Prior proposed projects at the site have either met fierce opposition, or been considered infeasible due to the cost of repairing the piers. An analysis from the Port found the piers went from 1950 until 2013 without significant structural repair, and the seawall underneath Piers 30 and 32 is in need of significant repair.

“The piers have long since survived beyond their anticipated design life,” which was 50 years, according to the Port report. The “remaining useful life” of the piers are estimated at six years.

The cost to revitalize the piers is now pegged at $102 million, according to the Port.

“The estimates for reconstructing that pier keep ballooning,” said Jasper Rubin, a former San Francisco city planner of 13 years, and author of “A Negotiated Landscape,” which chronicles the history of San Francisco’s waterfront development.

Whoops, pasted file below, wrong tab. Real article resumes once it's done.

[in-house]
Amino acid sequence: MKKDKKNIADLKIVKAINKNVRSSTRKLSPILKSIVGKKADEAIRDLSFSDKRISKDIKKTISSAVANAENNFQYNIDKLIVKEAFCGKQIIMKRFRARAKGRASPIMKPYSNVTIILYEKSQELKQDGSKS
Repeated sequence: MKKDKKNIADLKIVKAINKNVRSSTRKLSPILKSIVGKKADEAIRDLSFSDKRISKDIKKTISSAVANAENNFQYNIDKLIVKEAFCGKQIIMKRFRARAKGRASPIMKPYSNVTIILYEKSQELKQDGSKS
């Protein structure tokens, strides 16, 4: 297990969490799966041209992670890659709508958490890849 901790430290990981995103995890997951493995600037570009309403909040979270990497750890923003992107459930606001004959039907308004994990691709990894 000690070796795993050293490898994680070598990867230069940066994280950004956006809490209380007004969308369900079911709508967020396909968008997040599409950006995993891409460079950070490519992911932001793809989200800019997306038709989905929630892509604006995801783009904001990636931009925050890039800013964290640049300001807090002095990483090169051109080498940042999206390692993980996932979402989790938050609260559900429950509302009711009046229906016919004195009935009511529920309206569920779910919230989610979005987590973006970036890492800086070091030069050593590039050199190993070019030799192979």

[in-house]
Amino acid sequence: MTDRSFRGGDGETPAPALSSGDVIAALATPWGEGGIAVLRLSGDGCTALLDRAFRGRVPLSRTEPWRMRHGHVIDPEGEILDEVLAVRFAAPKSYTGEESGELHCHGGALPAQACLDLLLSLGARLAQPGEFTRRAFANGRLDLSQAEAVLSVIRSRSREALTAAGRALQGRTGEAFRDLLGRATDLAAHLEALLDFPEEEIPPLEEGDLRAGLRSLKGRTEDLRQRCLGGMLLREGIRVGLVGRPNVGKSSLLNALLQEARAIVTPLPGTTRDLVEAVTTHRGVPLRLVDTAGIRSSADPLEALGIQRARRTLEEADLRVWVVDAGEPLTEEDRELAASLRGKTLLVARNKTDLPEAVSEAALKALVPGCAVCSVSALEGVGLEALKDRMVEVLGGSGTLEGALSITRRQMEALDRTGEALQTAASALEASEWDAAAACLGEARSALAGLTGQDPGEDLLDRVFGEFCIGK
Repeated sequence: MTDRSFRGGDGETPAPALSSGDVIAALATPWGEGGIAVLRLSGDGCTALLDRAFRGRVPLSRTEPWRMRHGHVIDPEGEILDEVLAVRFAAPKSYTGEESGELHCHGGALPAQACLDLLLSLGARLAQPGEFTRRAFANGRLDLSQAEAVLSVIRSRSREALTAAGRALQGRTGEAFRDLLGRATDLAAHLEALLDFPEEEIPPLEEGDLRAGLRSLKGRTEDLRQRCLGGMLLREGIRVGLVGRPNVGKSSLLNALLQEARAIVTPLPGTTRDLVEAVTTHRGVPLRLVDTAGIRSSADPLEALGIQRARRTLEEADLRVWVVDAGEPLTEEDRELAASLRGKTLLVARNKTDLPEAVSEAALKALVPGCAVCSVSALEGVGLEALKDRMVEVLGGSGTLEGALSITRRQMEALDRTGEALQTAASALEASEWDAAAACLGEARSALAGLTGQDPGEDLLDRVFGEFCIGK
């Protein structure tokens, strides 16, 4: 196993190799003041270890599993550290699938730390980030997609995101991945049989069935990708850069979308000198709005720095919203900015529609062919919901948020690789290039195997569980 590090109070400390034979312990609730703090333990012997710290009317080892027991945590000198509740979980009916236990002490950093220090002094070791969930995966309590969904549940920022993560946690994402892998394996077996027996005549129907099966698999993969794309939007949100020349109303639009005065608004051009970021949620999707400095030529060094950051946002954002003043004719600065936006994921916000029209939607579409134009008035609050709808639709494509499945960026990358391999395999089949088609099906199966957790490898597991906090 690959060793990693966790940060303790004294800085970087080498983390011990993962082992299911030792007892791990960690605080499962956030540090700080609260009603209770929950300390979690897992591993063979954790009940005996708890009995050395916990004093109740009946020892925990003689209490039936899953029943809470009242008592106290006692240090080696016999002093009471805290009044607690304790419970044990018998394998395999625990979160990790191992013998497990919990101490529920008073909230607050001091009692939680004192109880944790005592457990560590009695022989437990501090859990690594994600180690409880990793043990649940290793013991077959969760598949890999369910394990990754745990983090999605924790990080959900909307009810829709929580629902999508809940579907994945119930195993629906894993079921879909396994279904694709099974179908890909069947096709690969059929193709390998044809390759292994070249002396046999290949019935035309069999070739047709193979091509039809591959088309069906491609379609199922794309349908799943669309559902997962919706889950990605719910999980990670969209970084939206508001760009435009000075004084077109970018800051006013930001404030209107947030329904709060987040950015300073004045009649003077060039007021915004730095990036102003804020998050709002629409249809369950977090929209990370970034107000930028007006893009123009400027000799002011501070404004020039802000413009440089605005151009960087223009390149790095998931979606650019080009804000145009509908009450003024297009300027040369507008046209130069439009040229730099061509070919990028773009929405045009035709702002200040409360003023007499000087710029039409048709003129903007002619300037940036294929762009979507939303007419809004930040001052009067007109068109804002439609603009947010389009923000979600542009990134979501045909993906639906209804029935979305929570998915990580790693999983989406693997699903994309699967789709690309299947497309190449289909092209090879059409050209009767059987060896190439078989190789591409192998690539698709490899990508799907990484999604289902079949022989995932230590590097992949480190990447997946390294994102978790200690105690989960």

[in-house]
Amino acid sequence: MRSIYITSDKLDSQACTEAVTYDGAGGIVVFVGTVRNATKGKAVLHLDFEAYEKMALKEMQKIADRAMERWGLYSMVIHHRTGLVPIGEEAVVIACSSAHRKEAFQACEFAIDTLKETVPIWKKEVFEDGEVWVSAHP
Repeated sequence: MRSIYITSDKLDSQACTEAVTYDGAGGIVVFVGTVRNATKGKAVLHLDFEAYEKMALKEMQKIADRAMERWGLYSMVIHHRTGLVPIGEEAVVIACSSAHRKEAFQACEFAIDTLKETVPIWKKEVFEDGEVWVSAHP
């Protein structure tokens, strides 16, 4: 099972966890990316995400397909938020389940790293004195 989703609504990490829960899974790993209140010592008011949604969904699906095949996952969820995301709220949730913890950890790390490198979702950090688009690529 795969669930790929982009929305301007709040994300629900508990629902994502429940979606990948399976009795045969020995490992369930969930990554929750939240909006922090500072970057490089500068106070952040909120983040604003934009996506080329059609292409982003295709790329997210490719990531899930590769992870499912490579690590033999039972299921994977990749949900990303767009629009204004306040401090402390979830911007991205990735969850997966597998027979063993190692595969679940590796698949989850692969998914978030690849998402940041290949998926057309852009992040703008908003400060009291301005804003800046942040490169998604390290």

Rubin is also a member of the Waterfront Plan working group, as is Jon Golinger, a local political activist who spearheaded Proposition B, the “No wall on the Waterfront” campaign.

“Good planning should drive waterfront development, not developers,” Golinger said of Reilly’s proposal. “Updating the waterfront plan should come first.”

Responding to those concerns, Reilly told the Examiner, “this idea is a long way” from concrete planning stages. “I, like a lot of folks, have been watching the rise and fall of proposals [at Piers 30 and 32] for years,” he said, but “it’s a very important site for The City. It’s an iconic site.”

The piers have very few years of life left before they deteriorate into the Bay, Reilly added.

“Something is going to have to be done.”